This weekend I bought entirely too much candy. If we don’t get a small army of trick-or-treaters, I am going to have to find a way to dispose of this mountain of sugar that doesn’t involve me and my husband eating it all.
I really do love most holidays, especially those that involve decorating or dressing in festive attire. I love receiving photographs of my nieces and nephews in their adorable costumes. I loved the huge pumpkin festival I went to with my husband and in-laws (cell phone footage included here). Perhaps my favorite moment this Halloween season was seeing a tiny little daschund dog dressed in a hotdog costume at the dog park (really wish I had documented that moment).
And because I am a self-professed nerd with an insatiable need to constantly be wondering why, I got to thinking: why do we celebrate Halloween the way we do? Why do we carve pumpkins and call them Jack-o-lanterns? Why do kids dress up and go door-to-door for candy? And why do we fear the specters of black cats, the walking dead, and wart-nosed old witches? Luckily for me, a quick internet search led me to LiveScience.com and answered most of these questions. I’m including the entire article in the link below. Briefly, here is a look at how some of Halloween’s spooky and silly traditions came into existence:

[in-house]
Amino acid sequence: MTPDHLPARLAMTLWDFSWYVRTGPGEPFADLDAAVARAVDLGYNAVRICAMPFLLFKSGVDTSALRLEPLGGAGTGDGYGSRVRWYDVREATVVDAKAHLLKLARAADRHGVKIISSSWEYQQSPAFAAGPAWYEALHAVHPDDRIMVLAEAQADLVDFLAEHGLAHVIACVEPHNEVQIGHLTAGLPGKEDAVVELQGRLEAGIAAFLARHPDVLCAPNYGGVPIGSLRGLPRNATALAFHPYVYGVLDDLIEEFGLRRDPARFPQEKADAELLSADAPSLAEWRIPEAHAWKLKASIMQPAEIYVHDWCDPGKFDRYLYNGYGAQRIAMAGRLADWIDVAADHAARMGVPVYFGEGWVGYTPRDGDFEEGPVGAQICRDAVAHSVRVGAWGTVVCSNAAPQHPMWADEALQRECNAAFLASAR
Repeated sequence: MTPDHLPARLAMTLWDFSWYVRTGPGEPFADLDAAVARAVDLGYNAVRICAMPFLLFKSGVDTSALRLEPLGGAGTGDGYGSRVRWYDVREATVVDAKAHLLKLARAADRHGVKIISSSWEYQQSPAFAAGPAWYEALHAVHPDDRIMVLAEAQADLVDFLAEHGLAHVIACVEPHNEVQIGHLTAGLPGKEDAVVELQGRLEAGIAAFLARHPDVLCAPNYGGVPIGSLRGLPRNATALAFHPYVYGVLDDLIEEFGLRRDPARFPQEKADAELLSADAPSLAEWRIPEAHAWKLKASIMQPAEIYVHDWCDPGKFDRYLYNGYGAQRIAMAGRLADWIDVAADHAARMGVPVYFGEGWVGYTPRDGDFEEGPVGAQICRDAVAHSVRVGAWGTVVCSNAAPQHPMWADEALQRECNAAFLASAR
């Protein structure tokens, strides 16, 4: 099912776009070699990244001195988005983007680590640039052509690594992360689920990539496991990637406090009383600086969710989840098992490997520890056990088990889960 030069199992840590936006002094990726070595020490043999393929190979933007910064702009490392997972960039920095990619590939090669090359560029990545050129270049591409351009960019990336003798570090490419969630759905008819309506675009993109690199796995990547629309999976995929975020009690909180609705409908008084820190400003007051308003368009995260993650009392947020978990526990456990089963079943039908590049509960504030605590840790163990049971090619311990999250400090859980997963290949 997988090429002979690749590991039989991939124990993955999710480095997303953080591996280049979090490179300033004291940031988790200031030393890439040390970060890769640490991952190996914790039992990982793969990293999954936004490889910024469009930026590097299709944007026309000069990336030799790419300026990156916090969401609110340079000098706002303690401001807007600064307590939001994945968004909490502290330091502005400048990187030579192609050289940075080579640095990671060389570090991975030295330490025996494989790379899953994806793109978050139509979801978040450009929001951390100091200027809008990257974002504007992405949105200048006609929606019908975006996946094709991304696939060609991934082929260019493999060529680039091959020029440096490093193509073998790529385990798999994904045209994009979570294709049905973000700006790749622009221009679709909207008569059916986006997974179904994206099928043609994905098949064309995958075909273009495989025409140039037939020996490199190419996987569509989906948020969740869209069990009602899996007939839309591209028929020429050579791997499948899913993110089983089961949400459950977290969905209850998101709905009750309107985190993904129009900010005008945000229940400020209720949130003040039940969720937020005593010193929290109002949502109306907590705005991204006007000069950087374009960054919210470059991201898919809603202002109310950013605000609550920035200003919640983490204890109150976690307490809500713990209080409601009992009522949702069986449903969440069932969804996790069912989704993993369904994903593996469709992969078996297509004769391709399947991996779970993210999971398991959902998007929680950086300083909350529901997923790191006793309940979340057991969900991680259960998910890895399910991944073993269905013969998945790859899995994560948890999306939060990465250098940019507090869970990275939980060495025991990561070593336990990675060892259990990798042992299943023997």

Halloween may seem like it’s all about costumes and candy, but the holiday — which is relatively new to America, having only become popular in the early 1900s — has its roots in pagan beliefs. Dating back about 2,000 years, Halloween marked the Celtic New Year and was originally called Samhain, which translates to “summer’s end” in Gaelic.
Some Halloween traditions, such as carving Jack-o’-lanterns, are based on Irish folklore and have been carried on throughout the centuries, while others, such as candy corn, are more modern Halloween additions.
Read the rest of the article from LiveScience.com here.
Happy Halloween, all!